MADISON, Wis. — The sight of Natrell Jamerson bench-pressing 405 pounds on Wisconsin’s max-out day last summer came as no surprise to anybody affiliated with the football program. But it did confirm to the general public what those close to Jamerson already knew.
Jamerson is a workout warrior, a bad man in the weight room whose brute strength and freak athleticism pack an explosive punch when unfurled on the field. Give him some time to train specifically for an event or a position change, and his ceiling is as high as anybody.
So as Jamerson prepared for drills at the NFL combine and then Wisconsin’s pro day, he had little doubt the numbers would reflect favorably on him. When showtime arrived, he delivered.
Jamerson’s 4.4-second 40-yard dash at the combine tied for the second fastest among safeties there. His 25 bench-press reps at 225 pounds tied for first. Two weeks later, Jamerson excelled at pro day, increasing his vertical jump from 35 1/2 to 38 inches. He improved his broad jump by three inches to 10 feet, 3 inches.
“I’ve been putting in work for a while now, so I was already expecting a good outcome,” Jamerson told Land of 10. “Just seeing the results that I got was reassuring.”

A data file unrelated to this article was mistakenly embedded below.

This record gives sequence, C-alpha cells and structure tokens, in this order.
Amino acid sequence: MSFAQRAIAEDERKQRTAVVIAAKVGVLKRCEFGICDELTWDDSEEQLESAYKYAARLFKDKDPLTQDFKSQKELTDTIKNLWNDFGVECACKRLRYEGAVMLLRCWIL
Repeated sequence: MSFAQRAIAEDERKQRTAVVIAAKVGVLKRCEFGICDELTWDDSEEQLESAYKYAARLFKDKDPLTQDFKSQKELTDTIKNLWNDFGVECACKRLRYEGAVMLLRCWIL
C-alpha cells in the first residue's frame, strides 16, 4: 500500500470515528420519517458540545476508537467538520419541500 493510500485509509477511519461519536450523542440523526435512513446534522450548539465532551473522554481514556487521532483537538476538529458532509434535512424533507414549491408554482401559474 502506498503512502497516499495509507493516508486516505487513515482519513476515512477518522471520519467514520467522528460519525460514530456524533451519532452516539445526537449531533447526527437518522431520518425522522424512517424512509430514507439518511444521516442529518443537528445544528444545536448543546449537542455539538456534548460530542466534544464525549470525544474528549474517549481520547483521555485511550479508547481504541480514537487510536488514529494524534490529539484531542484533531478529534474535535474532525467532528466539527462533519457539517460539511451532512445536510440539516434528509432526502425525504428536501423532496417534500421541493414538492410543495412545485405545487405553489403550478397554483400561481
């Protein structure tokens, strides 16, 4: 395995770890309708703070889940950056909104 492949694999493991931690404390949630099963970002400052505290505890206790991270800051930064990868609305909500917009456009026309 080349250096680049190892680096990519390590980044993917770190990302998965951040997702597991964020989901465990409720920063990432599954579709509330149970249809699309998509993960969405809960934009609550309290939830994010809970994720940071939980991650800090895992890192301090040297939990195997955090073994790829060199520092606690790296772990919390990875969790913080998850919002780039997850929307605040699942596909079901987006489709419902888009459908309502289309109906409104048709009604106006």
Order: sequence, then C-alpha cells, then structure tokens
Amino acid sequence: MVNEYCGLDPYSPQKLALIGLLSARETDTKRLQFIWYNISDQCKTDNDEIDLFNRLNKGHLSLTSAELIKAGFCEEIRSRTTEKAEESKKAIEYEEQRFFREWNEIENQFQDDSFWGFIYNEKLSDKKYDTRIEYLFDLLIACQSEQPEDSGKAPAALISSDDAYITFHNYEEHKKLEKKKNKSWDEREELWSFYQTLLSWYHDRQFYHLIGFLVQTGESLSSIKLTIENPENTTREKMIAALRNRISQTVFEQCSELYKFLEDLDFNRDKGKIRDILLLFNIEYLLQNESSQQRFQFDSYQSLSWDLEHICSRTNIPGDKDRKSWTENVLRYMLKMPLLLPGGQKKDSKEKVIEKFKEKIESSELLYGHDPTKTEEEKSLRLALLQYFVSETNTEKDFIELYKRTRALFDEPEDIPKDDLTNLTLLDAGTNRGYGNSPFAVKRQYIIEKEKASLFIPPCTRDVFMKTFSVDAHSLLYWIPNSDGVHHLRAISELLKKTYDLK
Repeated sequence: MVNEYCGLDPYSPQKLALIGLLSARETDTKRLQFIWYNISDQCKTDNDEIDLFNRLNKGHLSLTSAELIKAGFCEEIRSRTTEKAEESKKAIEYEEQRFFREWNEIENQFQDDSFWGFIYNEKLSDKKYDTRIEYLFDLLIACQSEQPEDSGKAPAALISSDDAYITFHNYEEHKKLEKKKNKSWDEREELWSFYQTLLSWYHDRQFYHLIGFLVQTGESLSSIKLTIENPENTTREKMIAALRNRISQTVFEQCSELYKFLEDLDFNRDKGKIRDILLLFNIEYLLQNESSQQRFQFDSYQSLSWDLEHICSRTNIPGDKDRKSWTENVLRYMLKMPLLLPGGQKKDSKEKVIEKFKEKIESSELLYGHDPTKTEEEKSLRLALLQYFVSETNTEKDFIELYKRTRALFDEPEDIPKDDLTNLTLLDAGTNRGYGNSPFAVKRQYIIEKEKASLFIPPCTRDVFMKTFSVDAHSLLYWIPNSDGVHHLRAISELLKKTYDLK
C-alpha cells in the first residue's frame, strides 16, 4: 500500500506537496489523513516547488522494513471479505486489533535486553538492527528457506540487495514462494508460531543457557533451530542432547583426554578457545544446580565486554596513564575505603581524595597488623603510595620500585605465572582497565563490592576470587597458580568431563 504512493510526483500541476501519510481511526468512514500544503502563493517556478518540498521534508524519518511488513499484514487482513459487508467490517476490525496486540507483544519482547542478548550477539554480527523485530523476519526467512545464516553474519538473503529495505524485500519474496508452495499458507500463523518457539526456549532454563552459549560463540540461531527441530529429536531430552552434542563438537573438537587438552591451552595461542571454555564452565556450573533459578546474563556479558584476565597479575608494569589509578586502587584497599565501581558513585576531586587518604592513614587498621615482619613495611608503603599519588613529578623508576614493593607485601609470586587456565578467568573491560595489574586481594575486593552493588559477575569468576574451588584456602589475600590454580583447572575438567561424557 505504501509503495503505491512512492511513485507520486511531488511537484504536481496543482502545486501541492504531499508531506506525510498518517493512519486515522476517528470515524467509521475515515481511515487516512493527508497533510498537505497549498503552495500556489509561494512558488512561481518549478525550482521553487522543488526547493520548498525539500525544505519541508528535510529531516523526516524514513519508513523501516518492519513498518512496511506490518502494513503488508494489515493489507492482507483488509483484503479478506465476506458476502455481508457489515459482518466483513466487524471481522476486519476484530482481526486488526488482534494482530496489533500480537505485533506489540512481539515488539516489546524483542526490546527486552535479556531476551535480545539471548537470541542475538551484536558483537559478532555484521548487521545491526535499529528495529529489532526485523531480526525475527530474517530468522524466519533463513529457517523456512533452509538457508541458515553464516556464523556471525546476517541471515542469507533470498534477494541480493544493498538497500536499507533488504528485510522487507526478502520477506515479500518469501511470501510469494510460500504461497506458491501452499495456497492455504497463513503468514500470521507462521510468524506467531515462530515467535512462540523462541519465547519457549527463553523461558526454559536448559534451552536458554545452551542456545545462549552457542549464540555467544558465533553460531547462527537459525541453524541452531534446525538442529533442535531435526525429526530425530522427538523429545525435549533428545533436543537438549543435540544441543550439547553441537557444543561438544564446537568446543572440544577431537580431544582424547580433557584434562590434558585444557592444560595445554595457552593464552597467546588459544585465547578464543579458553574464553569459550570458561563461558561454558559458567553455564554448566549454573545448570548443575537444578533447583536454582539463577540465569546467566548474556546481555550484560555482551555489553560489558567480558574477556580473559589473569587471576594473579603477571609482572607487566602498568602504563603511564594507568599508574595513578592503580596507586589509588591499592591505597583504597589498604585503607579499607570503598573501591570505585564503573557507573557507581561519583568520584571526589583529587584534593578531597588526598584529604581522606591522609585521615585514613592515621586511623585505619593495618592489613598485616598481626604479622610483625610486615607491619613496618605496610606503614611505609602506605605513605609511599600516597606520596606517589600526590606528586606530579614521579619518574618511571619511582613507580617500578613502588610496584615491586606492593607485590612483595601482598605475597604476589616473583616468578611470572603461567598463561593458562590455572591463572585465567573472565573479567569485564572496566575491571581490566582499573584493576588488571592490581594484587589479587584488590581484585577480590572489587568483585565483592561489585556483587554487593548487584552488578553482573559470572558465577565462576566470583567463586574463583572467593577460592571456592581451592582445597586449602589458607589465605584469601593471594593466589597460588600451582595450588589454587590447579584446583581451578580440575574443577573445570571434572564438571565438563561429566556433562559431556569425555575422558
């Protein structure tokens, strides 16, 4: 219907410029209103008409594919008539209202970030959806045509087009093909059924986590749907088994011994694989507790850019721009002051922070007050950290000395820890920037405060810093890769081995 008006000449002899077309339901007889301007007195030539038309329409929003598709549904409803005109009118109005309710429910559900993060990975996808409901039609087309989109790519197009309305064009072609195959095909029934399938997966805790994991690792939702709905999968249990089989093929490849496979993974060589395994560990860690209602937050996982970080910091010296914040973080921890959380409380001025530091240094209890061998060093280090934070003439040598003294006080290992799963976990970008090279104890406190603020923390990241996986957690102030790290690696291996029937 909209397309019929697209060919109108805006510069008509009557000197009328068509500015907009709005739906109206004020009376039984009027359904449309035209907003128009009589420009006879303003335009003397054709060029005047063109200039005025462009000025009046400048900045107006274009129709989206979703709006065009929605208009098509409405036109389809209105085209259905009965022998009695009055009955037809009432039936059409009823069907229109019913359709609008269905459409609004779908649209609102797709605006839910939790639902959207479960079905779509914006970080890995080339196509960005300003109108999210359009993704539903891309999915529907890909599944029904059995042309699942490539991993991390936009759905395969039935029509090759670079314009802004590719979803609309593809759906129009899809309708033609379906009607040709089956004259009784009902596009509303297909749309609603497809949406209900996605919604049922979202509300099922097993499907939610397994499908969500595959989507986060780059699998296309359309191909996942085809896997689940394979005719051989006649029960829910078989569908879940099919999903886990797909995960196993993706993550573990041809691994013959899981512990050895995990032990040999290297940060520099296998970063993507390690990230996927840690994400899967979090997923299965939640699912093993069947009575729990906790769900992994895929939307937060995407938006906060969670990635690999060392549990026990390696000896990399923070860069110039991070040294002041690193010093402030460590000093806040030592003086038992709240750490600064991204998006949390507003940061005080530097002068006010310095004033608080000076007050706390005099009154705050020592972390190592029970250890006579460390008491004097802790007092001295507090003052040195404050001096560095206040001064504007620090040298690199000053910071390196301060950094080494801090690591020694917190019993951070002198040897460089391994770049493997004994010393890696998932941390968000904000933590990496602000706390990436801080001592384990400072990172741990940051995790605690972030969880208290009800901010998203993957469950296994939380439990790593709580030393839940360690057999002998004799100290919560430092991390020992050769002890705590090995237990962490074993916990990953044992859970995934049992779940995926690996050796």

The question now is: Just how much has Jamerson enhanced his draft stock? While the numbers are impressive, there appears to be some debate on that topic.
Bleacher Report’s Matt Miller did not list Jamerson in his seven-round post-NFL combine mock draft. CBSSports.com lists Jamerson as the No. 11 free safety and the No. 242 player overall. There are 256 picks in the draft. WalterFootball.com ranks Jamerson as the No. 13 safety overall and lists him as a potential fourth- to sixth-round pick.
But Jamerson’s agent, Chris Martin of OTG Sports Management, said Jamerson already had a number of private visits lined up with teams and has heard his client could be drafted anywhere from the third to fifth round. Martin described Jamerson as an explosive, dynamic athlete whose combination of speed and strength makes him an attractive pro prospect.
“You like that because now you’re thinking, ‘All right, with these athletic tight ends, if teams put him in as a nickel, you can’t run right at him because he’s strong enough that he can take it on,'” Martin said. “I think that’s where a lot of nickels in the NFL become liabilities because they can only cover but yet they can’t take on in the run game. He’s going to be in demand because he can do that. He is a valuable asset because he has what we call scheme diversity. He can play safety, he can play corner if needed. And he certainly can play nickel.
“With the way the world is with these athletic tight ends, you’ve got to have guys that can cover. He’s shown that he has Saran Wrap coverage. He didn’t give up many balls at all this year. And he didn’t miss tackles. I think that’s what’s going to ultimately move him up. And that’s what teams have said.”